"""Get at the scrollbar widget."""
        return self.scrollbar

    def pack(self, **kwargs):
        """Wrapper so that pack() works as you'd expect."""

def resize_and_center(win, width, height):
    """Resize a window and center it on the screen."""
    screen_w = win.winfo_screenwidth()
    screen_h = win.winfo_screenheight()
    geometry = "{}x{}+{}+{}".format(
        screen_w / 2 - width / 2,
        screen_h / 2 - height / 2,

if __name__ == "__main__":
    app = ChatClient()


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HTML5 Multi-File Uploader w/ Progress Bar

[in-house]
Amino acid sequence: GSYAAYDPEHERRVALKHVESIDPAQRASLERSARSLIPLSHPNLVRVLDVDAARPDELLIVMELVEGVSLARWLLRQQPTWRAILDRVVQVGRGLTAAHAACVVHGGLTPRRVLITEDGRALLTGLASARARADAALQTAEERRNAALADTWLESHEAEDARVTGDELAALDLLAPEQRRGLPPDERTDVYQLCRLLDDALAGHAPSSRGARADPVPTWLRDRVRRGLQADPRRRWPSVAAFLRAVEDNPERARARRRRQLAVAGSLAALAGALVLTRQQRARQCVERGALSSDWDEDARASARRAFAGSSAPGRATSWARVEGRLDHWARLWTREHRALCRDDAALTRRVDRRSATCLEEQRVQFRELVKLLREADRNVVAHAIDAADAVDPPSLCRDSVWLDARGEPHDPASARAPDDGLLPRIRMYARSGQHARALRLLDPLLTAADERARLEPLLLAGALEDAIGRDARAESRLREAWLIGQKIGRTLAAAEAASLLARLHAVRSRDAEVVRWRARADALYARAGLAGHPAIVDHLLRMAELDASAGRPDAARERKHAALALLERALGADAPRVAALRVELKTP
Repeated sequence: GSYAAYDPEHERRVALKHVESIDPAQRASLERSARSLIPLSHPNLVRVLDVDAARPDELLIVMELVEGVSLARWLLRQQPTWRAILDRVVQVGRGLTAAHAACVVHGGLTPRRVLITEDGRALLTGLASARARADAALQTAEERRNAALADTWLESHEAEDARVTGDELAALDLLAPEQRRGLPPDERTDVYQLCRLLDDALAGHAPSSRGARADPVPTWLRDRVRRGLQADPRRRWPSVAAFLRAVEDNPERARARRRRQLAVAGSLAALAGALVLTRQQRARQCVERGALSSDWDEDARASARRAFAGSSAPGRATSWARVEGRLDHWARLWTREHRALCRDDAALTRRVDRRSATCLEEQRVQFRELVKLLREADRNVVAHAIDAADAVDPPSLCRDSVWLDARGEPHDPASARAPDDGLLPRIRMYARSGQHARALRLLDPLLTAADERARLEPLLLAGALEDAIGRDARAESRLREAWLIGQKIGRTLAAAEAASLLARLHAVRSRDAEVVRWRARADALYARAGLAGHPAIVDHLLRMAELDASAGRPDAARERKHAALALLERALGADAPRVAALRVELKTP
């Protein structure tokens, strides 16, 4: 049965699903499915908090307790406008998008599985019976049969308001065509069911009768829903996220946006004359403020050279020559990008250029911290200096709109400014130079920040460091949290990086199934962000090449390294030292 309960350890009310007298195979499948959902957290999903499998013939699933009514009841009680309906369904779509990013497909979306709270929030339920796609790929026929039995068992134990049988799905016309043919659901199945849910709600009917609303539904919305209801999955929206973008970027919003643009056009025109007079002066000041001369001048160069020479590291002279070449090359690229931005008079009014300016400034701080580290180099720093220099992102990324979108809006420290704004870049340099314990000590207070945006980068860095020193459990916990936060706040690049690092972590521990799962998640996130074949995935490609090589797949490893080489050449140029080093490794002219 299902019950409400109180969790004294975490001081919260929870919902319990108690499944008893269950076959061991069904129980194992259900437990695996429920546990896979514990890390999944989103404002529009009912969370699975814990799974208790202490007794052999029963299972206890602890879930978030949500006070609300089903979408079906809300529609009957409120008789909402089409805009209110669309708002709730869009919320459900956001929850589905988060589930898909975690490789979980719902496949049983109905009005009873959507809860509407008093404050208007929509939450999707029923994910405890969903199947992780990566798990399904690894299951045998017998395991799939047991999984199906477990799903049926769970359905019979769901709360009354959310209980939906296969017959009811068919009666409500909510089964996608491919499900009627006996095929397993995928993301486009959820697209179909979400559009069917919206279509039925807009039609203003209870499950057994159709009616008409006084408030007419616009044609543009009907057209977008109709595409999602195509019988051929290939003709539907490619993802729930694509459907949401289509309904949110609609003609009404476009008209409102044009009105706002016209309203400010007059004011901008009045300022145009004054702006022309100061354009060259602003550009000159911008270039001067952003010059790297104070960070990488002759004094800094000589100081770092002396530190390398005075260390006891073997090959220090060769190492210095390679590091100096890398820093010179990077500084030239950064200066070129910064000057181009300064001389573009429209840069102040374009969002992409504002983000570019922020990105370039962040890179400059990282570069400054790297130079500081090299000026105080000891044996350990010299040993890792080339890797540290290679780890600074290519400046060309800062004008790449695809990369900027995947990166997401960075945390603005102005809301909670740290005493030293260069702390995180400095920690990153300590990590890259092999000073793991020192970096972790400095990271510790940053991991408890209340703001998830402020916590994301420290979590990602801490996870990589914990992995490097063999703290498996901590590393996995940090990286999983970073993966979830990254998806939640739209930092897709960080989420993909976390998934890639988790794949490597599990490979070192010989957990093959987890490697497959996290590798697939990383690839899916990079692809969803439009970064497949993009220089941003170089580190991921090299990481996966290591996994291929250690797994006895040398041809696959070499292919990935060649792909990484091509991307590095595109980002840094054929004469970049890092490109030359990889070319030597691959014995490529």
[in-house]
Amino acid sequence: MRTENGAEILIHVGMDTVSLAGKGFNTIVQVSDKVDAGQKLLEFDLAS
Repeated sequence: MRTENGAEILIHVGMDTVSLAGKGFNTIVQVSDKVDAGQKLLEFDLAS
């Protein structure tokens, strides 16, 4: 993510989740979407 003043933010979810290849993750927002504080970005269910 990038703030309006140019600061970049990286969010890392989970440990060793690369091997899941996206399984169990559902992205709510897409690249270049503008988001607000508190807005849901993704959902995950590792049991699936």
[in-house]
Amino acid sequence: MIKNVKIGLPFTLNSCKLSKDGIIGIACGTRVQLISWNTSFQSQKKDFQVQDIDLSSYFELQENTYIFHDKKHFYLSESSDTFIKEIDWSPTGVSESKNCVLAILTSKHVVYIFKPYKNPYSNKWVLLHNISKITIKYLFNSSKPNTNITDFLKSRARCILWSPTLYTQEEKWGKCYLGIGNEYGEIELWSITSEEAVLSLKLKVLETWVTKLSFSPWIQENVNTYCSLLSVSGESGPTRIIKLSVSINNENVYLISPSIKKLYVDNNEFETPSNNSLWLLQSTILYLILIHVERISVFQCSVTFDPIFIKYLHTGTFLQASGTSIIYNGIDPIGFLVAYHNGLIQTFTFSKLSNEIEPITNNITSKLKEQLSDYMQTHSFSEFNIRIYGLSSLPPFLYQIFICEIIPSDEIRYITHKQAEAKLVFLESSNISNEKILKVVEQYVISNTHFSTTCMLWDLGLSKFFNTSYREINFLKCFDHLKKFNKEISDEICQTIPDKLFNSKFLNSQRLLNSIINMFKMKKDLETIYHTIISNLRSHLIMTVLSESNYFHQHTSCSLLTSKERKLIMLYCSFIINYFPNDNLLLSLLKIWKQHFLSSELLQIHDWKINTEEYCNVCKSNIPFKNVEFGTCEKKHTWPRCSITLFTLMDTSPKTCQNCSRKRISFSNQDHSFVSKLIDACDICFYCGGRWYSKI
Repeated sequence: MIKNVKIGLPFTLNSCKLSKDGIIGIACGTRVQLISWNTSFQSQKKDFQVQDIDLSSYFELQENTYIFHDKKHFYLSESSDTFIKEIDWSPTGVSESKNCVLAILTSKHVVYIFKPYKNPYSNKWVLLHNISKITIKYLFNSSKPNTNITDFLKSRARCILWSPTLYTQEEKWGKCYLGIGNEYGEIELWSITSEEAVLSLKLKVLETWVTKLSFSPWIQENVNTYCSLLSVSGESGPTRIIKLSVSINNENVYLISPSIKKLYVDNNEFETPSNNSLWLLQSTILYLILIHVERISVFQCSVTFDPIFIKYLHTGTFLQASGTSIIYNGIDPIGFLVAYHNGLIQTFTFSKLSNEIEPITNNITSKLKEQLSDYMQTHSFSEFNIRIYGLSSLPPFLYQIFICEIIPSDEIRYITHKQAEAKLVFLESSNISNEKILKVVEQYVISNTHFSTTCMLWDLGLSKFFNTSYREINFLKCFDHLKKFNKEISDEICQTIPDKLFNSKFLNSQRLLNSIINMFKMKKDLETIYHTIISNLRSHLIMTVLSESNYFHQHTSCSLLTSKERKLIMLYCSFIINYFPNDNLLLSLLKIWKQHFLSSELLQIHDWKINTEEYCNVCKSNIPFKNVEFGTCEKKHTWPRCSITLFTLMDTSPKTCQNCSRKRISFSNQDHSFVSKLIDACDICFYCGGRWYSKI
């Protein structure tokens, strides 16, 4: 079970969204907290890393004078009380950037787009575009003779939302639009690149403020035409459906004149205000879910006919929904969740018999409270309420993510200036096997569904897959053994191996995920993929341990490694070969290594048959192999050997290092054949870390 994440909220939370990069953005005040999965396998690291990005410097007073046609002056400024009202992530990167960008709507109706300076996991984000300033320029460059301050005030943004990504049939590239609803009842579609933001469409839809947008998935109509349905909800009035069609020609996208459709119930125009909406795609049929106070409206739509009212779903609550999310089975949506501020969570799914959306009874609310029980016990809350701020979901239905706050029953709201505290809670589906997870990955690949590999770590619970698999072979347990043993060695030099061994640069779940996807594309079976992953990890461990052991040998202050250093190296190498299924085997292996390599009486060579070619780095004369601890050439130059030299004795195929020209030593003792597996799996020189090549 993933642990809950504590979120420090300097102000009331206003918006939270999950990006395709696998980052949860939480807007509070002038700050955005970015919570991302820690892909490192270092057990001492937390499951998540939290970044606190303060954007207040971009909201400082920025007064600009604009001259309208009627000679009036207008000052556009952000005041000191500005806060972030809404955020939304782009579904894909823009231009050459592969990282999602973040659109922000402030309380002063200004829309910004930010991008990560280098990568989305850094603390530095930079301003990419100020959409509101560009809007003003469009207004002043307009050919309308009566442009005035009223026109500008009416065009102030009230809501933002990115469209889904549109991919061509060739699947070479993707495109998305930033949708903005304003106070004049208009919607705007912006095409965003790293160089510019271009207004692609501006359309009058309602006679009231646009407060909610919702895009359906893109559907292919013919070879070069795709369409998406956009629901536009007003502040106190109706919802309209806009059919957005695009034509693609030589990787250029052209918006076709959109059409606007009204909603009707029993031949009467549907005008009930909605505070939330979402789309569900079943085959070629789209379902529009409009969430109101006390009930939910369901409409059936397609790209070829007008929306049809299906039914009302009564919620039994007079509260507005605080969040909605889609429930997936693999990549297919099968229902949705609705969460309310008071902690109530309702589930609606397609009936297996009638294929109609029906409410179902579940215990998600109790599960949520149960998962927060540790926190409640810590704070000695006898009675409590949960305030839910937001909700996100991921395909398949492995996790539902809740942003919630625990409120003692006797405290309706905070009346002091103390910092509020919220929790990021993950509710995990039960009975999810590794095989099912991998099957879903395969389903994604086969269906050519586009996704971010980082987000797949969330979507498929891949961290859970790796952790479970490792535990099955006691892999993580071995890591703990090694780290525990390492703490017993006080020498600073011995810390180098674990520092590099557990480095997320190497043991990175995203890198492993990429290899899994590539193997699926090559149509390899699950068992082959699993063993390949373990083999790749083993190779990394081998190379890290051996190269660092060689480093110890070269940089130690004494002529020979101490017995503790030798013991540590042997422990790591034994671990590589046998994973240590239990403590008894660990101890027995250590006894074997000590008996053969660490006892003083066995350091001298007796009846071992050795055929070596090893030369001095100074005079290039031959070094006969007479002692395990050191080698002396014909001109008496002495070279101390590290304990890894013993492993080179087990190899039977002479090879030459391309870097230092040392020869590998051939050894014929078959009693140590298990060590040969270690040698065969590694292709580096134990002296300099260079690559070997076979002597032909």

Noah Petherbridge
Posted by Noah Petherbridge on Friday, June 20 2014 @ 02:47:01 PM

The most recent feature I added to my website's CMS: multi-file uploads for the photo albums. I've been wanting to get around to this for a while so I can actually upload photo albums in bulk and make better use of that feature on my site. ;)

So I did some research and found some bits of example code here and there, and put together a pure HTML5 multiple-file uploader with progress bar. No Flash, no Java, no Internet Explorer 9 or lower. ;)

A lot of the existing bits of code I found out there weren't quite written in a way that was useful for my purposes. Their code tended to run the upload immediately after getting ahold of the files, i.e. they'd set up an HTML5 drag-and-drop spot and/or a multiple-file <input> box, and as soon as the user drops their pictures or selects them, the JavaScript would go right to work uploading them one by one to the back-end.